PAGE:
August 2014        

Shared slaughter in an ignoble cause


We are surrounded on all sides by a cacophony of noise about events, media features and academic feastings to celebrate the beginning of the war of 1914–18. “Co-ordinated” is the adjective that occurs to sceptical minds. The London government has decreed that there is to be no objectivity or neutrality in the celebrations, and the Irish establishment has followed this line cringingly.
     The spectacle of the British army contingent in Glasnevin cemetery, with certain inferiority complex-ridden “dignitaries” kowtowing to a tinpot prince—a relative of the Tsar, the Kaiser, and the “Emperor of India,” shows how low our rulers have gone.
     At least one event in the last month deviated from the celebration. A well-attended public meeting organised by the CPI discussed the events of 1914 under the title “The Inter-Imperialist War, 1914–18: Not a Noble Cause.”
     Eddie Glackin (National Executive Committee, CPI) examined the economic and political background to the conflagration, noting the growth of imperialism in the late nineteenth century, and remarked that Lenin’s description of that process had stood the test of time. All the imperial powers had dramatically increased their production of manufactured goods and their exploitation of natural resources in the half-century leading up to 1914 and were competing bitterly for markets.
     Another aspect of the background to the war was the colonial carve-up of Africa, which found itself within one generation almost completely occupied by European powers competing for territory, natural resources, and minimal-cost labour. The war had nothing to do with “the freedom of small nations” or any of the other shibboleths of the time.
     Glackin pointed out the hypocrisy of the wailing over the infringement of Belgian neutrality when the British army was doing the same thing in China. (Indeed in the early weeks of the war Churchill was planning an incursion through the neutral Netherlands, regardless of what the Dutch thought.)
     The historian Brian Hanley described the reaction in Ireland to the outbreak of war. On the one hand there were those who imitated the worst of English jingoism and attacked shops in Dublin belonging to merchants of German origin, while others were wholly opposed to the war and especially to conscription. The Irish Neutrality League united many diverse elements, including among its founders James Connolly, Arthur Griffith, Constance Markievicz, and Seán T. Ó Ceallaigh.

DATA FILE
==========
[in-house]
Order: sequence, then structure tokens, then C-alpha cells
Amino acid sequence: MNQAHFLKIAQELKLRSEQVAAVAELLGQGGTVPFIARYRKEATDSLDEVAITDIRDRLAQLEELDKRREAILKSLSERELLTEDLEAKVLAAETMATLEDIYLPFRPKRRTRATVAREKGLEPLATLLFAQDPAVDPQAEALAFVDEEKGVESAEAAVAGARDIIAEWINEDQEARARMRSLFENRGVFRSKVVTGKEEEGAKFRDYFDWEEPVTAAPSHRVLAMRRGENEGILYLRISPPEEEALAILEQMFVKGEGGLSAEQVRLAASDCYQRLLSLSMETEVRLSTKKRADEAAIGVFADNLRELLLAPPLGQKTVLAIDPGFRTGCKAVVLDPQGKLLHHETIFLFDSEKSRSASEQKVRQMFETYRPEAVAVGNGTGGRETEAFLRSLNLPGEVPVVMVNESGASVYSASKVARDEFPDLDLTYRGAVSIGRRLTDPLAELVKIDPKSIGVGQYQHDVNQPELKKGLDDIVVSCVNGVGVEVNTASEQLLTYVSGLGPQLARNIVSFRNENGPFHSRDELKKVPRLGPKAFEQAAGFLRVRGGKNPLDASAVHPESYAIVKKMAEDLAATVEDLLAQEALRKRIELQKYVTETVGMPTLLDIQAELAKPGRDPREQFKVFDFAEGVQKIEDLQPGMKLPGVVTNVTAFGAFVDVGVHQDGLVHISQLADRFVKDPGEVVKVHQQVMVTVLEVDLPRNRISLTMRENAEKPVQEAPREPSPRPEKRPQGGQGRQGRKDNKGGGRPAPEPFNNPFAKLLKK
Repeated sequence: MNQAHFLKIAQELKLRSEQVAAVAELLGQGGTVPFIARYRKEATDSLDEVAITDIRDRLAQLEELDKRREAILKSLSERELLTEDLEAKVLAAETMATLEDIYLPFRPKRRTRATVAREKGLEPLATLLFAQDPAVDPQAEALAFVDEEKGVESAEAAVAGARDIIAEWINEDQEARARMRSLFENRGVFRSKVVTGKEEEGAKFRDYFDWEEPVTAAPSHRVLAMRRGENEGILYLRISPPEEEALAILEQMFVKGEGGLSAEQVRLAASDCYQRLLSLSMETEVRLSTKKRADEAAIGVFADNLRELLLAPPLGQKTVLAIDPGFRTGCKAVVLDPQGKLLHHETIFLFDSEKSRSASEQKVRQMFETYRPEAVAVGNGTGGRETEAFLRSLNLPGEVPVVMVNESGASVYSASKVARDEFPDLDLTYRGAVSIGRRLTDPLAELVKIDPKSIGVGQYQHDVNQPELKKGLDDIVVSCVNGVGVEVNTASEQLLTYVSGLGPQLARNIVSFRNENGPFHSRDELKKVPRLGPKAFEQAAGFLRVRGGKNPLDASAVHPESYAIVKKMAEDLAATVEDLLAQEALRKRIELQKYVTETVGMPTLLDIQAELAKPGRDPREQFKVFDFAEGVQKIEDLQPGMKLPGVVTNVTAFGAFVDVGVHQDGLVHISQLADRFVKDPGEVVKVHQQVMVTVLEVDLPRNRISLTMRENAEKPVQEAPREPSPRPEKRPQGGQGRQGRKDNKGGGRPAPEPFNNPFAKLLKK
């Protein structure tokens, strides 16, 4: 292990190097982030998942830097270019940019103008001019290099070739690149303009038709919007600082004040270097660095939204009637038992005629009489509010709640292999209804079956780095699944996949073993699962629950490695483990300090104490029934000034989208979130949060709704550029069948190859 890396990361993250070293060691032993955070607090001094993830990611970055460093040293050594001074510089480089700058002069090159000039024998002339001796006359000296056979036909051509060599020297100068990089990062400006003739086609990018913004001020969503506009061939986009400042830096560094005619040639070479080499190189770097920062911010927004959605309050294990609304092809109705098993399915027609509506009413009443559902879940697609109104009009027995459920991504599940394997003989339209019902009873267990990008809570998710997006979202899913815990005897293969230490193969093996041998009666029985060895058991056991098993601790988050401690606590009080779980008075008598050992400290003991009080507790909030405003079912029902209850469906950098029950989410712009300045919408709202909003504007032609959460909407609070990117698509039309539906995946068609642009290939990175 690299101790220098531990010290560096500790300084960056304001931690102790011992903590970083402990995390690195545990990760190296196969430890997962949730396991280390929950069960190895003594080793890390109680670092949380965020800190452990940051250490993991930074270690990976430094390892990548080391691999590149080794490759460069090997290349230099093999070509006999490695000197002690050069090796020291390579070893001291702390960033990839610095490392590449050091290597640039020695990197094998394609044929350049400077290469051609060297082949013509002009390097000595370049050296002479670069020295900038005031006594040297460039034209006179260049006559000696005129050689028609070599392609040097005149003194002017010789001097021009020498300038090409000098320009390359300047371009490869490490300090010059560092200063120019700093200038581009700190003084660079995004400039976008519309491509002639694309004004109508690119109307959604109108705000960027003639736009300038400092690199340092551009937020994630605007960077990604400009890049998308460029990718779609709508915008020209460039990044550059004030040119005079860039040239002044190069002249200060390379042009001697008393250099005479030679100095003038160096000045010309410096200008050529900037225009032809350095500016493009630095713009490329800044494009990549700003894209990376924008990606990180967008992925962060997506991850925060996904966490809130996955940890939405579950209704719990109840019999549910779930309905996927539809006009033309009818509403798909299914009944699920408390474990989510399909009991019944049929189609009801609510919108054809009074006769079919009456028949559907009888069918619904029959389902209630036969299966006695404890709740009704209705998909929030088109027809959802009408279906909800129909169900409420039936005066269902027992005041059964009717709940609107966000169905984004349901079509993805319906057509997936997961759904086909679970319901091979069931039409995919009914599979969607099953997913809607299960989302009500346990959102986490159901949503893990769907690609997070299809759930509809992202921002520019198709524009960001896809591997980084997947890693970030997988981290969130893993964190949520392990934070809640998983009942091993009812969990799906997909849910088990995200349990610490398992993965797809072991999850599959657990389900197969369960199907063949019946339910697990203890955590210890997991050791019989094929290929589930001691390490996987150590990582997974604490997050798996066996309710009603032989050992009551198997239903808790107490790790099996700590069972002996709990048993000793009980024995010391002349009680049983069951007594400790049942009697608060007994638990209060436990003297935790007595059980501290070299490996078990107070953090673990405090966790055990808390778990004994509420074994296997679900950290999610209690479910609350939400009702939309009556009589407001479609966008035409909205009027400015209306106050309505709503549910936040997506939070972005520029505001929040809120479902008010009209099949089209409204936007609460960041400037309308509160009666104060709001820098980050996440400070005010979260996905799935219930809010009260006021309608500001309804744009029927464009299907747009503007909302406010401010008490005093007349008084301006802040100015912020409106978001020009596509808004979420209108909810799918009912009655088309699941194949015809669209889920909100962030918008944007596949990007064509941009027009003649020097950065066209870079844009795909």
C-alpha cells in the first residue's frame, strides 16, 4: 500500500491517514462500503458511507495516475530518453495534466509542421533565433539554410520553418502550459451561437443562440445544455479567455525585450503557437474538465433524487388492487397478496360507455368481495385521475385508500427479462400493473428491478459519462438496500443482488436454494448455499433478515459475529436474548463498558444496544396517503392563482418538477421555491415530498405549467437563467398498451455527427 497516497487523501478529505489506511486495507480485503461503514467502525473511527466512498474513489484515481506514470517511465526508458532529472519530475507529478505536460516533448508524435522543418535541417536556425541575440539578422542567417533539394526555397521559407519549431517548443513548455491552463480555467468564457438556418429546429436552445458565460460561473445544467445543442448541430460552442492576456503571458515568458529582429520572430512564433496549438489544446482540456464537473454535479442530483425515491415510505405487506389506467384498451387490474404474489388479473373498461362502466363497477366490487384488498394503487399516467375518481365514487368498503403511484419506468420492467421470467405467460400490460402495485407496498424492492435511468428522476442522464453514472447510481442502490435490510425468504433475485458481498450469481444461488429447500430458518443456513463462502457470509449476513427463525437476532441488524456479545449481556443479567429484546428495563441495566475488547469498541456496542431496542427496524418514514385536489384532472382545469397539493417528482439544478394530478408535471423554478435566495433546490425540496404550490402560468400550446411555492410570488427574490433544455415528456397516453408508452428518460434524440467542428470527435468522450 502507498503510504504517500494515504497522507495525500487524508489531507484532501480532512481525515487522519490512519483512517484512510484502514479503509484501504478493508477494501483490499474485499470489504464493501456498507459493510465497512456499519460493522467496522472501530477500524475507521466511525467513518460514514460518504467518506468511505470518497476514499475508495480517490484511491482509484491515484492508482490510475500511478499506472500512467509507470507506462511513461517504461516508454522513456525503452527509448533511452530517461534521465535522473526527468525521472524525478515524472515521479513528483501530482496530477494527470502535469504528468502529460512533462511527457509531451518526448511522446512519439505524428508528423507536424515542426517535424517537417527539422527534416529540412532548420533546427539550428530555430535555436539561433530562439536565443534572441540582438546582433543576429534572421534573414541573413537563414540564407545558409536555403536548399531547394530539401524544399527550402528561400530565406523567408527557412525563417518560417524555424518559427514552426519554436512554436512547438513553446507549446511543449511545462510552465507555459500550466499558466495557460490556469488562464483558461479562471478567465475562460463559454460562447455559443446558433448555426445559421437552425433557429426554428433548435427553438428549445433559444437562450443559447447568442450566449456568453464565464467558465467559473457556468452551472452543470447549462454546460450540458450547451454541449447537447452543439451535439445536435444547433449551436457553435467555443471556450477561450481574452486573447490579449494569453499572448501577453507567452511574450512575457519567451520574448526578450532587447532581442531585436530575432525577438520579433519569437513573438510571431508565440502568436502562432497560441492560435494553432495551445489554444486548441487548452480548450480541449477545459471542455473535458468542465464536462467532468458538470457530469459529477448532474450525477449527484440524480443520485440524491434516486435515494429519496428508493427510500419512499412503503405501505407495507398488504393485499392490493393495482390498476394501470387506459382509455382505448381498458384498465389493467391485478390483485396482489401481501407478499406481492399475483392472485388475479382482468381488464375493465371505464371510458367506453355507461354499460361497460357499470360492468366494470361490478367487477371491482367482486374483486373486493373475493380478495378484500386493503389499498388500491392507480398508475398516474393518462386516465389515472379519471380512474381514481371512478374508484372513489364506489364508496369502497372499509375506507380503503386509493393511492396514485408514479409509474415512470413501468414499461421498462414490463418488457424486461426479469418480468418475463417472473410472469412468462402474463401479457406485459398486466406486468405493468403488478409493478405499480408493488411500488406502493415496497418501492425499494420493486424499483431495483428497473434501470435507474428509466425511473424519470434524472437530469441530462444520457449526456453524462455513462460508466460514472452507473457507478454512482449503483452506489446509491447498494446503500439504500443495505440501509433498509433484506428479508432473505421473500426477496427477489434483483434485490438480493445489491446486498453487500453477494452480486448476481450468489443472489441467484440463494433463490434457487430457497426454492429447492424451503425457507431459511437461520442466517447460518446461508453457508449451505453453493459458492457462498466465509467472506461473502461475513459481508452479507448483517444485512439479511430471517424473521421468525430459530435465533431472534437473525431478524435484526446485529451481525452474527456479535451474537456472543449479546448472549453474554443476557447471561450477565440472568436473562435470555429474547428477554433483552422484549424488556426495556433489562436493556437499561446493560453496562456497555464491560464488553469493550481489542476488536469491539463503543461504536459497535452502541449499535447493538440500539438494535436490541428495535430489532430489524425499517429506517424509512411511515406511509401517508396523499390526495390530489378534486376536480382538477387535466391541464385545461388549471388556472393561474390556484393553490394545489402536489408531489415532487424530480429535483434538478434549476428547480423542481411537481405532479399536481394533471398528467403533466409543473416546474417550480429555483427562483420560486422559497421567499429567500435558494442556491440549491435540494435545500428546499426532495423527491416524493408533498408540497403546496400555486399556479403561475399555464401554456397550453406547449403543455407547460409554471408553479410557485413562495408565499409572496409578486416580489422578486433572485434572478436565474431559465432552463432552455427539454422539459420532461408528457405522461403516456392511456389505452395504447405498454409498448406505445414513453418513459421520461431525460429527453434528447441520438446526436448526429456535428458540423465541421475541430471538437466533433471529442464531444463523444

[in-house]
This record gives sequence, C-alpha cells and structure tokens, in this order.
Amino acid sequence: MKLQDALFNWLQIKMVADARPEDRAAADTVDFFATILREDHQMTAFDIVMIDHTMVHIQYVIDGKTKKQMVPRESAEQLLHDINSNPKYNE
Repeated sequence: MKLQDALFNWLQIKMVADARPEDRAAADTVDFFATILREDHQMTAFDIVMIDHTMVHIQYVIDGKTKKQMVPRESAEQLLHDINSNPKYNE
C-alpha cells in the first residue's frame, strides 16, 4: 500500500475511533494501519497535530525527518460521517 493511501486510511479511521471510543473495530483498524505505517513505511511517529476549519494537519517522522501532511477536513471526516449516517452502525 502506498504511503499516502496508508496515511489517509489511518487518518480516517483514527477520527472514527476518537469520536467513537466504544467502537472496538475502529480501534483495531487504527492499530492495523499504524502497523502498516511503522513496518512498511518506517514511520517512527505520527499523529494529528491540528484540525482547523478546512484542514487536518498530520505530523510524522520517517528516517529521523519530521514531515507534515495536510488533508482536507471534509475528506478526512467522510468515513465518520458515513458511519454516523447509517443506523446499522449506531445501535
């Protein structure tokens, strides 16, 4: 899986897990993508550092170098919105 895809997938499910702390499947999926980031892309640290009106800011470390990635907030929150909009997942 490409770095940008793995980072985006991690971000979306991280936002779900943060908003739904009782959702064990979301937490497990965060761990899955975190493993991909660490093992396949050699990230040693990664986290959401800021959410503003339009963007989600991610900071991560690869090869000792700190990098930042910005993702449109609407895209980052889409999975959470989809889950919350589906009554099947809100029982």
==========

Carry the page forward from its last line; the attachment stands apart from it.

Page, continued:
Redmond’s original position was to propose that British troops be sent to the front while the Volunteers would be mobilised to “defend” the country. His call at Woodenbridge for the Volunteers to join the British army “wherever the fighting line extends” came as a surprise even to his own followers, many of whom ignored his plea.
     Redmond envisaged an “Irish army” within the imperial forces, on the lines of the Canadian or ANZAC forces. The warlords made sure this didn’t happen and saw to it that “nationalist” units had no particular identity and were officered at the top by English warriors. Hanley also pointed out that even before 1916 there was much disillusionment with the war, partly because of the appalling casualties and also because of lack of food and work in the cities and towns.
     The discussion that followed emphasised that what began in 1914 was a catastrophic war between the main imperialist powers of the day. Armies on both sides slaughtered each other to further empower and enrich their ruling classes. There was nothing to be proud of in the resulting carnage. There was no just cause and, certainly, no noble cause. Redmond and his crew sent tens of thousands to their deaths and many more to permanent injury and disfigurement so that bourgeois Ireland could share the fruits of empire.
     European socialism collapsed into modern social democracy, which has ever since been a prop of imperialism. Lenin and Connolly were among the minority who knew what had to be done: turn the imperial war into an assault on the empires.
[CDF]

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